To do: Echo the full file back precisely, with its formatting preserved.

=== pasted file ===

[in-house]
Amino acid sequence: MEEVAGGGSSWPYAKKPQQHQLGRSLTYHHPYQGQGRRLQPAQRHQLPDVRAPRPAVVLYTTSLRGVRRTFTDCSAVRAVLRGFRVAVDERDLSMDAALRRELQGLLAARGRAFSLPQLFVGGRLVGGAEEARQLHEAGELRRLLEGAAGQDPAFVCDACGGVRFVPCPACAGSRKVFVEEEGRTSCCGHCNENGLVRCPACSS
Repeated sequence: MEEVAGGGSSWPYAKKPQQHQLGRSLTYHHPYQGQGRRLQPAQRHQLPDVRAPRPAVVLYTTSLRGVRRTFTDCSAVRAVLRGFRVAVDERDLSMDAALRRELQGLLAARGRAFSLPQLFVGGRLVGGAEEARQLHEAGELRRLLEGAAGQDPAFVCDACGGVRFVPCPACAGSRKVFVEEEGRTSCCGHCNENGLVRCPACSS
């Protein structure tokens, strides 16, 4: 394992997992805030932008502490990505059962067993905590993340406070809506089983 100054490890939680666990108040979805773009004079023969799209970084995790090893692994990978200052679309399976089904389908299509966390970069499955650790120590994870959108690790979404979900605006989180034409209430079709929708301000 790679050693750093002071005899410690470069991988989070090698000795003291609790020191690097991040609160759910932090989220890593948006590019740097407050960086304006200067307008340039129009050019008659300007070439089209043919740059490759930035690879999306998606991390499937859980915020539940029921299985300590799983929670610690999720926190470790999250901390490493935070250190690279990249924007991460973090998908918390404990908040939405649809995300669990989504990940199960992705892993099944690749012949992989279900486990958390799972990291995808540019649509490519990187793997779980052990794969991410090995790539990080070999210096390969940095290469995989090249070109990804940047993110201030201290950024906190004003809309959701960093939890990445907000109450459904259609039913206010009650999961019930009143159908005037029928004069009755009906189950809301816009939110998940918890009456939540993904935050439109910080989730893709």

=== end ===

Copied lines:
[in-house]
Amino acid sequence: MEEVAGGGSSWPYAKKPQQHQLGRSLTYHHPYQGQGRRLQPAQRHQLPDVRAPRPAVVLYTTSLRGVRRTFTDCSAVRAVLRGFRVAVDERDLSMDAALRRELQGLLAARGRAFSLPQLFVGGRLVGGAEEARQLHEAGELRRLLEGAAGQDPAFVCDACGGVRFVPCPACAGSRKVFVEEEGRTSCCGHCNENGLVRCPACSS
Repeated sequence: MEEVAGGGSSWPYAKKPQQHQLGRSLTYHHPYQGQGRRLQPAQRHQLPDVRAPRPAVVLYTTSLRGVRRTFTDCSAVRAVLRGFRVAVDERDLSMDAALRRELQGLLAARGRAFSLPQLFVGGRLVGGAEEARQLHEAGELRRLLEGAAGQDPAFVCDACGGVRFVPCPACAGSRKVFVEEEGRTSCCGHCNENGLVRCPACSS
């Protein structure tokens, strides 16, 4: 394992997992805030932008502490990505059962067993905590993340406070809506089983 100054490890939680666990108040979805773009004079023969799209970084995790090893692994990978200052679309399976089904389908299509966390970069499955650790120590994870959108690790979404979900605006989180034409209430079709929708301000 790679050693750093002071005899410690470069991988989070090698000795003291609790020191690097991040609160759910932090989220890593948006590019740097407050960086304006200067307008340039129009050019008659300007070439089209043919740059490759930035690879999306998606991390499937859980915020539940029921299985300590799983929670610690999720926190470790999250901390490493935070250190690279990249924007991460973090998908918390404990908040939405649809995300669990989504990940199960992705892993099944690749012949992989279900486990958390799972990291995808540019649509490519990187793997779980052990794969991410090995790539990080070999210096390969940095290469995989090249070109990804940047993110201030201290950024906190004003809309959701960093939890990445907000109450459904259609039913206010009650999961019930009143159908005037029928004069009755009906189950809301816009939110998940918890009456939540993904935050439109910080989730893709």